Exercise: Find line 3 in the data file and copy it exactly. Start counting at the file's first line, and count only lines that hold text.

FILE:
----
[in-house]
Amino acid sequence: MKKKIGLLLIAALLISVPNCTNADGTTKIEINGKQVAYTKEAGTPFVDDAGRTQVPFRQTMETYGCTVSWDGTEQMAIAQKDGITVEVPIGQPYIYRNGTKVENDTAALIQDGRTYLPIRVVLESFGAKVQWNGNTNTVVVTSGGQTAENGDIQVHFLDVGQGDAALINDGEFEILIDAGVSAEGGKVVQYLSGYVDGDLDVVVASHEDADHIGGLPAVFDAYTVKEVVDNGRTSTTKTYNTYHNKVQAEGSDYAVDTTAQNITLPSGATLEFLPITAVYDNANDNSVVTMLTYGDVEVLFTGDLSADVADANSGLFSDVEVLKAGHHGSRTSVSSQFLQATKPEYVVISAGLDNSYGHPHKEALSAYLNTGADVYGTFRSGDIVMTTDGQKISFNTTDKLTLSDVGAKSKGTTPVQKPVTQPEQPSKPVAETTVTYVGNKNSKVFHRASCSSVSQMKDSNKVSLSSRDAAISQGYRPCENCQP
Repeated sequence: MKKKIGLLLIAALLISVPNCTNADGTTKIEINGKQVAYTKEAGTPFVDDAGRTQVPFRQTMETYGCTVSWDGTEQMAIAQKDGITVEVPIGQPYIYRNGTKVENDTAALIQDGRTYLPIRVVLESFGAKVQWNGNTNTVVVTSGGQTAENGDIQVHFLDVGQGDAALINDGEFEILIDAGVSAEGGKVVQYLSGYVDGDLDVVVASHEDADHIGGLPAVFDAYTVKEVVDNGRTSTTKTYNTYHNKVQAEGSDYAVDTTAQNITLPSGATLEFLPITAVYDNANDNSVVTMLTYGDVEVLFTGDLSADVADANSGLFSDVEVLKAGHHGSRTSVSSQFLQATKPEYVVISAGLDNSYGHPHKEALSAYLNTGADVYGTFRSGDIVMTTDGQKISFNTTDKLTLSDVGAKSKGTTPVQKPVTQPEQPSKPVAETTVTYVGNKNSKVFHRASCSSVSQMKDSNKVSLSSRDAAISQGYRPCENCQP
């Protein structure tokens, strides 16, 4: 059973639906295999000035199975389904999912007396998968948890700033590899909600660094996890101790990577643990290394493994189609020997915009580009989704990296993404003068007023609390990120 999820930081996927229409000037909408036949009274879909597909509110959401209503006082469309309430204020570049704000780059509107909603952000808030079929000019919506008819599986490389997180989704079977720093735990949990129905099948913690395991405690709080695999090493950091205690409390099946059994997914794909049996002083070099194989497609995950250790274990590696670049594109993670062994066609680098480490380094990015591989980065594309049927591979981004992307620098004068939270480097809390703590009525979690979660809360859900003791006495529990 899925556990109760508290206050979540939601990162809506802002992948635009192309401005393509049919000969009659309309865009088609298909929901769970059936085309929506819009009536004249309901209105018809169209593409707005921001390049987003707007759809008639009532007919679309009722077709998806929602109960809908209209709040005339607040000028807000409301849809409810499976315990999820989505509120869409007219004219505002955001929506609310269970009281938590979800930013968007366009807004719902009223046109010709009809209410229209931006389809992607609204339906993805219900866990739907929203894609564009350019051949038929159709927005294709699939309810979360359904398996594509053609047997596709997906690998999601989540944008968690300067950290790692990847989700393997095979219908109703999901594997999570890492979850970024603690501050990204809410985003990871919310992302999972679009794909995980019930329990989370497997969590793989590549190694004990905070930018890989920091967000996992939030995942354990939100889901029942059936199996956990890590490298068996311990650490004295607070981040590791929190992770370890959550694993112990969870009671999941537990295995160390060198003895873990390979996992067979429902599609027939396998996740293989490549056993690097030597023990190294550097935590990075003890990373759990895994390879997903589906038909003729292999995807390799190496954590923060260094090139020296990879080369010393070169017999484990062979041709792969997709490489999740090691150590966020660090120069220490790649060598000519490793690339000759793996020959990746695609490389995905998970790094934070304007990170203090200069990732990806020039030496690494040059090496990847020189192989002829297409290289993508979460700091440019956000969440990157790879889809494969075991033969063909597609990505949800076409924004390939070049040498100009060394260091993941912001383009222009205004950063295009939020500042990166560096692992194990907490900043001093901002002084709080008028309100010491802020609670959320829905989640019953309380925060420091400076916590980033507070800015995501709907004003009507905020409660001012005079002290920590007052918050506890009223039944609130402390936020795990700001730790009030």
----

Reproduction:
Repeated sequence: MKKKIGLLLIAALLISVPNCTNADGTTKIEINGKQVAYTKEAGTPFVDDAGRTQVPFRQTMETYGCTVSWDGTEQMAIAQKDGITVEVPIGQPYIYRNGTKVENDTAALIQDGRTYLPIRVVLESFGAKVQWNGNTNTVVVTSGGQTAENGDIQVHFLDVGQGDAALINDGEFEILIDAGVSAEGGKVVQYLSGYVDGDLDVVVASHEDADHIGGLPAVFDAYTVKEVVDNGRTSTTKTYNTYHNKVQAEGSDYAVDTTAQNITLPSGATLEFLPITAVYDNANDNSVVTMLTYGDVEVLFTGDLSADVADANSGLFSDVEVLKAGHHGSRTSVSSQFLQATKPEYVVISAGLDNSYGHPHKEALSAYLNTGADVYGTFRSGDIVMTTDGQKISFNTTDKLTLSDVGAKSKGTTPVQKPVTQPEQPSKPVAETTVTYVGNKNSKVFHRASCSSVSQMKDSNKVSLSSRDAAISQGYRPCENCQP